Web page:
STATISTICS NotesNotes Link for: HamburgerDataNotes Link for: rCalculationNotes Link for: FoodDataNotes Link for videos of: PinkSlimehttp://www.cc.com/videoclips/0mg8t8/thecolbertreportstephenssoundadvicehowtoacethesats
Year
National (Public & Private Combined)
California (Public & Private Combined)
California (Public Schools Only)
201112
Percent of seniors tested
39%
Critical Reading
496
495
491
Math
514
512
510
Writing
488
496
491
Total
1,498
1,503
1,492
201011
Percent of seniors tested
53%
38%
Critical Reading
497
499
495
Math
514
515
513
Writing
489
499
494
Total
1,500
1,513
1,502
200910
Percent of seniors tested
47%
50%
33%
Critical Reading
501
501
501
Math
516
516
520
Writing
492
500
500
Total
1,509
1,517
1,521
200809
Percent of seniors tested
46%
49%
35%
Critical Reading
501
500
495
Math
515
513
513
Writing
493
498
494
Total
1,509
1,511
1,502
200708
Percent of seniors tested
45%
48%
36%
Critical Reading
502
499
494
Math
515
515
513
Writing
494
498
493
Total
1,511
1,512
1,500
200607
Percent of seniors tested
48%
49%
37%
Critical Reading
502
499
493
Math
515
516
513
Writing
494
498
491
Total
1,511
1,531
1,497
200506
Percent of seniors tested
48%
49%
37%
Critical Reading
503
501
495
Math
518
518
516
Writing
497
501
495
Total
1,518
1,520
1,506
200405
Percent of seniors tested
49%
50%
36%
Verbal
508
504
499
Math
520
522
521
Total
1,028
1,026
1,020
200304
Percent of seniors tested
48%
49%
Verbal
508
501
496
Math
518
519
519
Total
1,026
1,020
1,015
200203
Percent of seniors tested
48%
54%
46%
Verbal
507
499
494
Math
519
519
518
Total
1,026
1,018
1,012
200102
Percent of seniors tested
46%
52%
37%
Verbal
504
496
490
Math
516
517
516
Total
1,020
1,013
1,006
200001
Percent of seniors tested
37%
Verbal
506
498
492
Math
514
517
516
Total
1,020
1,015
1,008
199900
Percent of seniors tested
44%
49%
37%
Verbal
505
497
492
Math
514
518
517
Total
1,019
1,015
1,009
199899
Percent of seniors tested
43%
49%
37%
Verbal
505
497
492
Math
511
514
513
Total
1,016
1,011
1,005
199798
Percent of seniors tested
43%
41%
36%
Verbal
505
497
491
Math
512
516
516
Total
1,017
1,013
1,007
199697
Percent of seniors tested
42%
41%
36%
Verbal
505
496
490
Math
511
514
514
Total
1,016
1,010
1,004
199596
Percent of seniors tested
41%
42%
37%
Verbal
505
495
490
Math
508
511
511
Total
1,013
1,006
1,001
199495
Percent of seniors tested
41%
41%
36%
Verbal
504
492
488
Math
506
509
509
Total
1,010
1,001
997
199394
Percent of seniors tested
42%
42%
37%
Verbal
499
489
484
Math
504
506
507
Total
1,003
995
991
199293
Percent of seniors tested
43%
41%
36%
Verbal
500
491
486
Math
503
508
508
Total
1,003
999
994
^{1} In 200506, the total possible score changed from 1,600 to 2,400.
Source: California Department of Education, Policy and Evaluation Division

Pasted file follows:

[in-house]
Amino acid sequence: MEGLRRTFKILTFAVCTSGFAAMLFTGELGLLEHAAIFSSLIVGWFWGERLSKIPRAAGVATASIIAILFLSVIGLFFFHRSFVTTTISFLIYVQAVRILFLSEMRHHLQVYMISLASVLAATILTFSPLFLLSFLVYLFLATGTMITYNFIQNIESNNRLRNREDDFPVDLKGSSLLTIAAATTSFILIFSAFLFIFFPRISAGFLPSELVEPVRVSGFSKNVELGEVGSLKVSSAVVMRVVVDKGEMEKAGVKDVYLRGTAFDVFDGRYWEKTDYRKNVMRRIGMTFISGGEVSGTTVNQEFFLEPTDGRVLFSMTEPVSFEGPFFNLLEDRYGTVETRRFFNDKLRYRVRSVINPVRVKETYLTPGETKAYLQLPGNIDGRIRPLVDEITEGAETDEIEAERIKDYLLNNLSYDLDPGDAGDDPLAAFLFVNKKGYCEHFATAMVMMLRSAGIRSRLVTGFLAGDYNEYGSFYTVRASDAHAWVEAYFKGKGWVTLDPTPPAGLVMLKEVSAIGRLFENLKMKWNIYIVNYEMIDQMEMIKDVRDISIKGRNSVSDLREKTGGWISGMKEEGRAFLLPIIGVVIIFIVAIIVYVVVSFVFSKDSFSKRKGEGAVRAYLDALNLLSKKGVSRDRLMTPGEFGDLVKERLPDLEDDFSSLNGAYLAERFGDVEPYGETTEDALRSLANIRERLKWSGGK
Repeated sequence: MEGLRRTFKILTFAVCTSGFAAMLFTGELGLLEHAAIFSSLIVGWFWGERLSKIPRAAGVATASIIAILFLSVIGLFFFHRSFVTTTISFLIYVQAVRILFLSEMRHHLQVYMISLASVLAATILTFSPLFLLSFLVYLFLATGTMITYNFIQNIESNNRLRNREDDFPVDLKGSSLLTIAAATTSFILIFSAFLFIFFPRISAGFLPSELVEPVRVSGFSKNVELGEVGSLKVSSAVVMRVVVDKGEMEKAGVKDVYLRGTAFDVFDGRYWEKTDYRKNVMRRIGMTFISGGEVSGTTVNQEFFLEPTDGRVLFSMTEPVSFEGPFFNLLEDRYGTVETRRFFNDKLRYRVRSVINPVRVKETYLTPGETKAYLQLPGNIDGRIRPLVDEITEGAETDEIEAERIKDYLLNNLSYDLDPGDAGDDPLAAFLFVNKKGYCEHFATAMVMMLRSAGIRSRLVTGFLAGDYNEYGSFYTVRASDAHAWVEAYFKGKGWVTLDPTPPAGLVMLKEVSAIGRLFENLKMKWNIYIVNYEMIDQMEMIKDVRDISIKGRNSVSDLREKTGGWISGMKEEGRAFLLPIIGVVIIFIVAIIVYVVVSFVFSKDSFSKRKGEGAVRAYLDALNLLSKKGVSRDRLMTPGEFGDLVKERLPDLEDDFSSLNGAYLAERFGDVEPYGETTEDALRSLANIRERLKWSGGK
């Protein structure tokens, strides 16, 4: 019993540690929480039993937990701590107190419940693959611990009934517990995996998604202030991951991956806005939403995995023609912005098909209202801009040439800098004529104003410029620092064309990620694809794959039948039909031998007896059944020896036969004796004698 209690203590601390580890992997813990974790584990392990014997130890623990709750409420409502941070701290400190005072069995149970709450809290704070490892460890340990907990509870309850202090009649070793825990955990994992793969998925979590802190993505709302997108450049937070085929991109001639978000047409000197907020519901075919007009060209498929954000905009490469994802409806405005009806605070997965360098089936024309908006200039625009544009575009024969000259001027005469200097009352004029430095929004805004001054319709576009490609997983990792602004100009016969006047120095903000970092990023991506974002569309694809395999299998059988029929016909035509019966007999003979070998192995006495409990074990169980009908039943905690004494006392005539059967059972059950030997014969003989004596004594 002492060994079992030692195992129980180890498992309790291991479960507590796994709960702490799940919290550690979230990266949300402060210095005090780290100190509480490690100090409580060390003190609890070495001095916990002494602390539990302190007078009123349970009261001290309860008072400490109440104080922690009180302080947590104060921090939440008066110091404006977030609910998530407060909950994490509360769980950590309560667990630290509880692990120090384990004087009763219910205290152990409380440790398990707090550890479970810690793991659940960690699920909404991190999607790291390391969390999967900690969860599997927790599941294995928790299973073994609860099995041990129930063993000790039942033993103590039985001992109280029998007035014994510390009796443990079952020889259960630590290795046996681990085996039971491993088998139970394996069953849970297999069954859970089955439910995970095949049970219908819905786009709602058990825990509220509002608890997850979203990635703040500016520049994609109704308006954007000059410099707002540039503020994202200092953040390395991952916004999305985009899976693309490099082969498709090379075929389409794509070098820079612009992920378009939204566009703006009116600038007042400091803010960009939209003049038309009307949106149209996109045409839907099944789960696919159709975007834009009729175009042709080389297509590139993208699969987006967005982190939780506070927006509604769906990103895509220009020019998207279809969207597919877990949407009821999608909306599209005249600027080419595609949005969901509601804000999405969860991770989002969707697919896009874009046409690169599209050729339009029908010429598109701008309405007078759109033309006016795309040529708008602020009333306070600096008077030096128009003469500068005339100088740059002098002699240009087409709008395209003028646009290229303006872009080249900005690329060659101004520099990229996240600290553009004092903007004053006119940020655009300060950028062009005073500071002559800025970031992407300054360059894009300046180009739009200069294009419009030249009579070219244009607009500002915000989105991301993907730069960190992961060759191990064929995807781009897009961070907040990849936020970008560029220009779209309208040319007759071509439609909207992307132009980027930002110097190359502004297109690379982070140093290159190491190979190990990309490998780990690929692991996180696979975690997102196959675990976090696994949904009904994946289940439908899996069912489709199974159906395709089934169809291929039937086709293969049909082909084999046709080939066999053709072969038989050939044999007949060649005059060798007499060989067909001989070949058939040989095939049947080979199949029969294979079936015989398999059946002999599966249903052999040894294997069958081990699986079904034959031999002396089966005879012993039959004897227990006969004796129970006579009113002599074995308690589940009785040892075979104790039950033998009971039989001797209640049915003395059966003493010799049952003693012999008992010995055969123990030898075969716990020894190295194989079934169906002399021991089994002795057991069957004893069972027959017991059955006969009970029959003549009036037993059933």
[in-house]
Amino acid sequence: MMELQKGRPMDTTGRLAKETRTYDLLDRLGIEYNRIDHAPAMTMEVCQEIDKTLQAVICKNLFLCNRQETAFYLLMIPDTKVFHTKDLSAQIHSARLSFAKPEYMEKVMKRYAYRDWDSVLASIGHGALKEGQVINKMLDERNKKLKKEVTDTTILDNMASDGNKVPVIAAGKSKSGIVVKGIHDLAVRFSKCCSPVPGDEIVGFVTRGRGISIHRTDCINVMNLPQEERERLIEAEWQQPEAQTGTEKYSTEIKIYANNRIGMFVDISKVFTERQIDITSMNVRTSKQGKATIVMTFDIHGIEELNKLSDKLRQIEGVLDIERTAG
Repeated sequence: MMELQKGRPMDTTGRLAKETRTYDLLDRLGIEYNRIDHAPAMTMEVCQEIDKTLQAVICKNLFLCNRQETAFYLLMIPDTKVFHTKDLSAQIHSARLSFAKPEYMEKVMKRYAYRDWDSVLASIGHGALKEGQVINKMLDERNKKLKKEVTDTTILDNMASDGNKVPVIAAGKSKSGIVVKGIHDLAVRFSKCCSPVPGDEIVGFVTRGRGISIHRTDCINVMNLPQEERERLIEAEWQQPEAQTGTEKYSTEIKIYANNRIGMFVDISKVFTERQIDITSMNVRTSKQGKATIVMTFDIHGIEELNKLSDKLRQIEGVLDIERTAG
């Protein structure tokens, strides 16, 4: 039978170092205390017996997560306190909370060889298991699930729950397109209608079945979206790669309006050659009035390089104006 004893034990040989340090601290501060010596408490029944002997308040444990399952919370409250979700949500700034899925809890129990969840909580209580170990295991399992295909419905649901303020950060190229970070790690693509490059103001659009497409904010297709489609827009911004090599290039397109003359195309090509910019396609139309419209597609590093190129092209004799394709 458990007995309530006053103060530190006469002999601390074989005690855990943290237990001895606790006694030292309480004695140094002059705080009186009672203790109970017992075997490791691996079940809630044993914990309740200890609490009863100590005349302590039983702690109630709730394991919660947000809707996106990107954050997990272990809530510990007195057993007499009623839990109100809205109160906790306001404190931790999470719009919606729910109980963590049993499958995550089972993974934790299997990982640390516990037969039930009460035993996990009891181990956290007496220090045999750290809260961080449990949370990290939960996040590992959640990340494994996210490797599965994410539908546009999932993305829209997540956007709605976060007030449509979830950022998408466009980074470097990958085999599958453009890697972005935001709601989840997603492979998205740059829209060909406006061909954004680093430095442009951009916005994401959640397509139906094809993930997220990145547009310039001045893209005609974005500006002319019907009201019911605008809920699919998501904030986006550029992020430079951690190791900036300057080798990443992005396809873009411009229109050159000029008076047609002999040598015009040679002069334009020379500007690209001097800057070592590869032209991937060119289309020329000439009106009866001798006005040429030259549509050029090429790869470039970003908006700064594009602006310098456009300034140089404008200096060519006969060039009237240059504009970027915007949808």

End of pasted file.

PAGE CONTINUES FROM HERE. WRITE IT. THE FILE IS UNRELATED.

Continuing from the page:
SAT CorrelationsWhat color is Math and which is Verbal sections?Which correlations are graphed below? (chose IQ, Math, Verbal, and SAT total)Pass cursor over each graph to see answer.Which is more closely correlated to IQMath or Verbal SAT score?Now let's combine them:Can the SAT combined VerbalMath score be used to calculate IQ scores? Should they?Calculate the zscores and make a scatterplot.ZScores plot and slopeHow are these correlated (SATMathVerbalIQ)?SAT DistributionsStandardized Tests by MajorIQ DistributionsCultural biases in IQ tests: http://www.psychpage.com/learning/library/intell/biased.htmlEnter data for height into L1 and spare change into L2.Make a histogram, box plot, then graph both together.Period 3 Height Distributions:n = 21 students, mean = 67.6", population Standard Dev is 3.427, sample StdDev is 2.34.min = 59, Q1 = 65, Med = 68, Q3 = 70.5, and Max = 73 inchesThis was the spare change set of data from L2:and the related graphs:Here's Period 5:heightscash on handStandard Deviation notes link:Standard Deviation  Basic Example
For a finite set of numbers, the standard deviation is found by taking the square root of the average of the squared differences of the values from their average value. For example, consider a population consisting of the following eight values:
These eight data points have the mean (average) of 5:
First, calculate the difference of each data point from the mean, and square the result of each:
Next, calculate the mean of these values, and take the square root:
This quantity is the population standard deviation, and is equal to the square root of the variance. This formula is valid only if the eight values with which we began form the complete population. If the values instead were a random sample drawn from some larger parent population, then we would have divided by 7 (which is n−1) instead of 8 (which is n) in the denominator of the last formula, and then the quantity thus obtained would be called the sample standard deviation. Dividing by n−1 gives a better estimate of the population standard deviation than dividing by n.